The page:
Outwit, Outplay, Outlast?
"Survivor" may not be able to survive September 11. On Thursday night the era of reality television might mercifully come to a close.
12:01 AM, Oct 8, 2001 • By JONATHAN V. LAST
"SURVIVOR RETURNS TO TELEVISION this Thursday. The third edition of TV's most-watched show is set in Africa and will again pit 16 American contestants against one another in contrived social combat. "Survivor" is the flagship of reality television, a genre that now comprises nearly 20 percent of network prime-time programming. And on Thursday night all eyes in TV land will be on its ratings, because "Survivor" is Hollywood's canary in the cathode-ray tube.
The entertainment industry has undergone a minor crisis since September 11. Movie releases have been rescheduled, the fall TV schedule was pushed back. Hollywood wanted to avoid appearing unsympathetic and unpatriotic, so in the days immediately following the attack, they changed the one-sheet poster for "The Last Castle" (which featured an upside-down American flag), delayed the release of the movie "Training Day" (which revolves around a brutal and corrupt LA cop), and shelved indefinitely the latest Arnold Schwarzenegger film "Collateral Damage" (in which our hero pursues a terrorist bomber who blows up part of Washington, D.C.).
The second wave of reaction turned to movies that were not yet complete. "Men in Black 2," "City by the Sea," and "Spiderman" were all supposed to prominently feature the World Trade Center. Those scripts and scenes are being modified to excise the buildings' presence. "Tick-Tock" and "The Sum of All Fears" were supposed to deal with terrorist attacks on America. Production on "Tick-Tock" has been put off indefinitely, and "The Sum of All Fears," adapted from a Tom Clancy novel, is being rewritten so that the terrorist bad guys are white neo-Nazis, not the Islamic extremists of the book.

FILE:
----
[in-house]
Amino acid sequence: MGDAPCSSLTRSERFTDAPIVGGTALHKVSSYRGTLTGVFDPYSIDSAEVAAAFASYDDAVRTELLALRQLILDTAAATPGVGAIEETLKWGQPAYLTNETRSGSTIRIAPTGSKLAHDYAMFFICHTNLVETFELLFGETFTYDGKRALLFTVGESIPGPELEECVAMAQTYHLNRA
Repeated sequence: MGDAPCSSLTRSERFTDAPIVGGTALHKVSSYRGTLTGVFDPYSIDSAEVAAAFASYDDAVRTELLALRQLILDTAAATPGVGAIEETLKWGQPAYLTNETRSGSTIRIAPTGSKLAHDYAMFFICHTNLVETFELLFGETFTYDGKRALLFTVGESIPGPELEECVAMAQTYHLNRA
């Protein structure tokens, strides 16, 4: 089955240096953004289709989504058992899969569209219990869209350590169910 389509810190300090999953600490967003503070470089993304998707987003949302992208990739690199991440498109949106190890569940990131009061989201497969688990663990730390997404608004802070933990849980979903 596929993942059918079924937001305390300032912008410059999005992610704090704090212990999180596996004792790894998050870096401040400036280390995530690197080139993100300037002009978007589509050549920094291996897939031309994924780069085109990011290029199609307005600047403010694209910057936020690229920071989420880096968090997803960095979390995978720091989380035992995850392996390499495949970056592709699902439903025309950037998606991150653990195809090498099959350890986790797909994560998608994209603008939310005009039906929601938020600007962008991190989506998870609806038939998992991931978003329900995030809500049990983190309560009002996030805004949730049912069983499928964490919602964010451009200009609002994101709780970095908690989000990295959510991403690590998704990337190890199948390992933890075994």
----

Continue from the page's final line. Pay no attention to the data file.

While the movie studios have scrambled, the TV networks have fretted. In many ways, television is less flexible than the film world. Once it is in the production pipeline, a show takes no less than three months until it is ready to air, and while networks always hold one or two shows in reserve as mid-season replacements, they are essentially locked into the programming schedule they decided on half a year ago.
Now they are holding their collective breath to see if September 11 really has changed American tastes and tolerances. CBS allowed the finale of "Big Brother 2" to run shortly after the attacks. It tanked, and Fox's highly anticipated series "Love Cruise" fared even worse when it debuted two weeks after the attacks.
The big problem for "Survivor" is that since it was shot last summer, the contestants don't know about September 11. In many ways, they'll look and sound like people from a different era in history. And the era they are from was full of fatuousness and selfishness.
Part of the kinky fun of "Survivor" has always been seeing ourselves in the castaways. But does the thrill of virtual avarice hold up over time? Will we blanch when we see what we used to be like?
Television executives are worried that no one wants to watch 16 Americans conniving, lying, and double-crossing one another in pursuit of $1 million when the dominant picture we hold of ourselves is of the grimy men in the bucket brigade in the ruins of the World Trade Center. If Americans tune out, the industry as a whole will suffer, because as goes "Survivor," so go its clones, "The Mole," "Fear Factor," "Big Brother," "The Amazing Race," "Lost," "The Weakest Link," and the all the rest.
But if we tune back in to "Survivor," it suggests something unattractive: that all of the flag-waving and singing, all of the tears and solemn vows, were nothing more than a yearning to be connected to a big event. It means that in the American consciousness, September 11 wasn't Pearl Harbor, it was Princess Diana's death to the hundredth power. A nation at peace can be entertained by "Survivor." A nation that understands itself to be at war can only be repelled by it.
Jonathan V. Last is online editor of The Weekly Standard.